The industry is also in motion. As far as the approach to education is concerned, the major brands in the 1980s and 1990s went to the catwalk shows in Antwerp and London to see the final graduation collections. That’s where you went to find talent. Things are completely different today. Brands want a closer connection to talent – and at an early stage in the game. We run projects with them for this purpose, which for some students lead to a work placement, assignment and sometimes even a job. This kind of tells us that catwalk shows are becoming less and less relevant. But for the industry and magazines, things haven’t reached that stage yet. Catwalk shows were once held for buyers and journalists. They provided a look behind the scenes; and there was an embargo on photographs. You’d have to wait three or four months to see the pictures in the magazines. In the meantime, the orders would have been placed by the buyers and put into production. Now everything’s on the internet in an instant. It makes you wonder whether we should keep sticking to this system.

Letting go of these aspects of the current fashion system, like the shows, can spell uncertainty. Coping with uncertainty, whether as students or teachers: now that’s what we really what to teach people how to do. We are on the verge of a watershed where we will need to redefine and reboot fashion in a broader social context. That can lead to new and more sustainable materials, new business models and new ways of working. This means that we don’t have all the answers – not even as a school. We need to be able to say to students that we ourselves sometimes don’t know; and then we can start looking for answers. There’s no point in filling a young generation with old knowledge. On the contrary, we must learn from experimentation and the suggestions made by students. Maybe that’s the power of art education. That’s always been a kind of haven, where you can experiment without having to worry about whether it will sell or not. I believe in that.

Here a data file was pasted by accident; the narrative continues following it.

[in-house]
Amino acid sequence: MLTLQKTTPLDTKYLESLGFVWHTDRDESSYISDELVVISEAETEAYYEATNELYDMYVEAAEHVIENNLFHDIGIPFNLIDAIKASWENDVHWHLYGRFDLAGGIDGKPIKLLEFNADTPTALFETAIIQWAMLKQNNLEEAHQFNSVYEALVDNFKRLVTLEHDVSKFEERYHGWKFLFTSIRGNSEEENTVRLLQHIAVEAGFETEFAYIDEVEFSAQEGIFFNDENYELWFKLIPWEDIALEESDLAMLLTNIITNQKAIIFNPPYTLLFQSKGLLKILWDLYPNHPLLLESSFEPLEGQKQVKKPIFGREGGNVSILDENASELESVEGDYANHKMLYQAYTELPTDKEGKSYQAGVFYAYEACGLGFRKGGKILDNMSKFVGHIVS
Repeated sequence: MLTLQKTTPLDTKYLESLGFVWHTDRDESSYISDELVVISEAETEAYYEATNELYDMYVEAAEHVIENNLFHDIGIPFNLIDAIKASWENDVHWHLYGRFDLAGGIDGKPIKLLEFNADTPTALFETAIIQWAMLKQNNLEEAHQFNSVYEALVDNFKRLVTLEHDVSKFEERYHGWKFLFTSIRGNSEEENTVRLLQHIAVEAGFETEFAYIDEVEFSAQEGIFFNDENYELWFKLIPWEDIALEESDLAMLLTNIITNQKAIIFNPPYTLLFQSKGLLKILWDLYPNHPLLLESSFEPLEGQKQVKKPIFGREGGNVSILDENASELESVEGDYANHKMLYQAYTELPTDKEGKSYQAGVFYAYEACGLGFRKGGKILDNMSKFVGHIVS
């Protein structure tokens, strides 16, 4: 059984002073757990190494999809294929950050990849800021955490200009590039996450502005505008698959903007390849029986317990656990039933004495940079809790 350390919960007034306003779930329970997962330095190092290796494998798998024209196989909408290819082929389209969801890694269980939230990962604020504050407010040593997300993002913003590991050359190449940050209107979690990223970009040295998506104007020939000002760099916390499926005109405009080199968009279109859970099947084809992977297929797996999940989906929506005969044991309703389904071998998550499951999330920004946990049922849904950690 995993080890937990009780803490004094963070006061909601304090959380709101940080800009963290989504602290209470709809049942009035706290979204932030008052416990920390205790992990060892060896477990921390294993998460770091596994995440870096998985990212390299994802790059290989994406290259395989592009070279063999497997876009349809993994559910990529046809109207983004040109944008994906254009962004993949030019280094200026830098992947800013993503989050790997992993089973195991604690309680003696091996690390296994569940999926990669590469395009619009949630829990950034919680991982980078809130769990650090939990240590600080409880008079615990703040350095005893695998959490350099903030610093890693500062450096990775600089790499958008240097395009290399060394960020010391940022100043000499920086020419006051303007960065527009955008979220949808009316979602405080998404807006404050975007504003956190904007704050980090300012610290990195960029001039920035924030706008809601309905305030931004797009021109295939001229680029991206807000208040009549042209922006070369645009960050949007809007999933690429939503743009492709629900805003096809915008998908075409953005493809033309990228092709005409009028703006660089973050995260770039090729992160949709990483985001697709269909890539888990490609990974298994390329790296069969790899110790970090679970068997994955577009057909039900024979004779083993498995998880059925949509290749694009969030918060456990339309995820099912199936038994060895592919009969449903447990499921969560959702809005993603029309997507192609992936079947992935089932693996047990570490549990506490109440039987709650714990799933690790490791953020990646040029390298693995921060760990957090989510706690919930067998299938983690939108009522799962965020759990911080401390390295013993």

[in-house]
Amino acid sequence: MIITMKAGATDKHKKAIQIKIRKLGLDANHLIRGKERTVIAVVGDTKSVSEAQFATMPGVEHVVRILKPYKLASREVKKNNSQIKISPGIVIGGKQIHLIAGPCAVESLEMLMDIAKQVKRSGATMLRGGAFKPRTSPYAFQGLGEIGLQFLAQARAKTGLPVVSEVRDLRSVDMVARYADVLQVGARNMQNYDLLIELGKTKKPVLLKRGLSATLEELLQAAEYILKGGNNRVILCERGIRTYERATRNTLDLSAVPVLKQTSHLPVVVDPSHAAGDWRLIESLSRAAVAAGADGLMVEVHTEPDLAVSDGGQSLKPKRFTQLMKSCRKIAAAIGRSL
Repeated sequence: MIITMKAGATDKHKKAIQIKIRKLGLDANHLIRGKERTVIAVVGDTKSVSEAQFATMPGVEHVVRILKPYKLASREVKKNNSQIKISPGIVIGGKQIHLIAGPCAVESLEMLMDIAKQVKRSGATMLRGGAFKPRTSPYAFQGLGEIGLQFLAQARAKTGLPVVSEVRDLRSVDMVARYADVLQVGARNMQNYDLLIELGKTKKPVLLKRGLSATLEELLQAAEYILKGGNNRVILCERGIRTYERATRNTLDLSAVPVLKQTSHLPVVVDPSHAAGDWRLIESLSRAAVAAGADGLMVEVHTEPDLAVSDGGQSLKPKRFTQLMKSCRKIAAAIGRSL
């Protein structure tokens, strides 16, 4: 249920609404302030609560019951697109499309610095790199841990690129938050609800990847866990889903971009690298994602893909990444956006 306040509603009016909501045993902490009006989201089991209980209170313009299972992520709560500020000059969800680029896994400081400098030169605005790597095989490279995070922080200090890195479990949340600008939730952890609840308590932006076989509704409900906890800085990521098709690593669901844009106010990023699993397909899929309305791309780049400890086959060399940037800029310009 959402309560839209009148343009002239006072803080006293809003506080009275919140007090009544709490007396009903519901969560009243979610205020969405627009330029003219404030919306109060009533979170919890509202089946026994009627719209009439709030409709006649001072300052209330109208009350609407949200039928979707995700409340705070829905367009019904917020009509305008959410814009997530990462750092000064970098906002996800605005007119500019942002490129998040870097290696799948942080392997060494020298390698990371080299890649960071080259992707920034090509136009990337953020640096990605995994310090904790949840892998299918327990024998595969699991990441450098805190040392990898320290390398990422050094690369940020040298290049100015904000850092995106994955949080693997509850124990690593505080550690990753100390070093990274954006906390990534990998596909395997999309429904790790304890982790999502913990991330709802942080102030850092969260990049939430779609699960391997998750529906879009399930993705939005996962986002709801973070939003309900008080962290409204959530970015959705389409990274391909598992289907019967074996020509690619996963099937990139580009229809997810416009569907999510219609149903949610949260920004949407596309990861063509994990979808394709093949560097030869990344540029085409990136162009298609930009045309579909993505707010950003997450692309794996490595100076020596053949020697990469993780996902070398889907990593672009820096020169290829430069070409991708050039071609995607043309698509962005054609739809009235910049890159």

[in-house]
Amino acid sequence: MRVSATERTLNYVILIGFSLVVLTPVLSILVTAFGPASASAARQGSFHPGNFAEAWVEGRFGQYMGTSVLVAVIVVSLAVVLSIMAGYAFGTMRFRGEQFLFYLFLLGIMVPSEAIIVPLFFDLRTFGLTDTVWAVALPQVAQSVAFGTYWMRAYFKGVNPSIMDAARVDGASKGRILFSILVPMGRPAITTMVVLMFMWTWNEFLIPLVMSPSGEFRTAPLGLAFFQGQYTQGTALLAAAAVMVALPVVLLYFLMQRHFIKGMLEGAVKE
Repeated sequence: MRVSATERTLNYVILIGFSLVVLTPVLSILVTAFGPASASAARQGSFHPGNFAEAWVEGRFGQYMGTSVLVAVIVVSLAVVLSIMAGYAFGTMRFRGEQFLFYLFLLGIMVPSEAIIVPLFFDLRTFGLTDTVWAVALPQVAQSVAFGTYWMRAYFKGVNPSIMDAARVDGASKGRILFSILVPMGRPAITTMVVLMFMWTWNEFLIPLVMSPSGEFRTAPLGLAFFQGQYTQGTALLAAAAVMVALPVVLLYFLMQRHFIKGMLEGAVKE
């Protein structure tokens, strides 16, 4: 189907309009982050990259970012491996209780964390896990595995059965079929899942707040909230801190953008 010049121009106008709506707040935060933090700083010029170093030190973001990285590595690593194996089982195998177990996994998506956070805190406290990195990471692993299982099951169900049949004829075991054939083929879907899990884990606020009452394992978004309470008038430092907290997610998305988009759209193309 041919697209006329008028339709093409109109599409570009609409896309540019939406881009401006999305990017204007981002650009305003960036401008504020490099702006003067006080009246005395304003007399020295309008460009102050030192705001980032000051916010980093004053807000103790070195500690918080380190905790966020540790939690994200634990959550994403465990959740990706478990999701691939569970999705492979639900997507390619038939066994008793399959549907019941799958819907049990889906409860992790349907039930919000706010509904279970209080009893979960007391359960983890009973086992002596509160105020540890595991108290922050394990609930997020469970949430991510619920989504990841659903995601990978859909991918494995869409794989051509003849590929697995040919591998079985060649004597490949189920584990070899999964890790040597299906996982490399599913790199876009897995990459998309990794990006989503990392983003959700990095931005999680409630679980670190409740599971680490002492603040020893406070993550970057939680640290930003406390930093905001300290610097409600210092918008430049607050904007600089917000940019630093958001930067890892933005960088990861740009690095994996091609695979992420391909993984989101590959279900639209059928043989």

“There’s no point in filling a young generation with old knowledge, we must learn from experimentation”

About José

Work experience

2016-present: Professor of Fashion Theory, University of the Arts London
2018-present: Curator, State of Fashion, Arnhem (The Netherlands)
2016-present: Dean of School of Design and Technology, London College of Fashion
2009-present: Free lance curator Museum Boijmans van Beuningen
2012-January 2018: Lead Next Fashion, ClickNL Innovation Network
2002-2016: Professor Fashion Artez in Arnhem

Full CV José

Education

1978-1986: Radboud University Nijmegen (The Netherlands)

Interesting links

State of Fashion 

State of Fashion is the first international fashion event to focus completely on a more sustainable and fairer fashion system. The exhibition Searching for the New Luxury runs from 1 June until 22 July 2018, in De Melkfabriek in Arnhem. Curator of State of Fashion is José Teunissen, Dean of the School of Design and Technology at London College of Fashion. She was also Professor of Fashion at ArtEZ Institute of the Arts.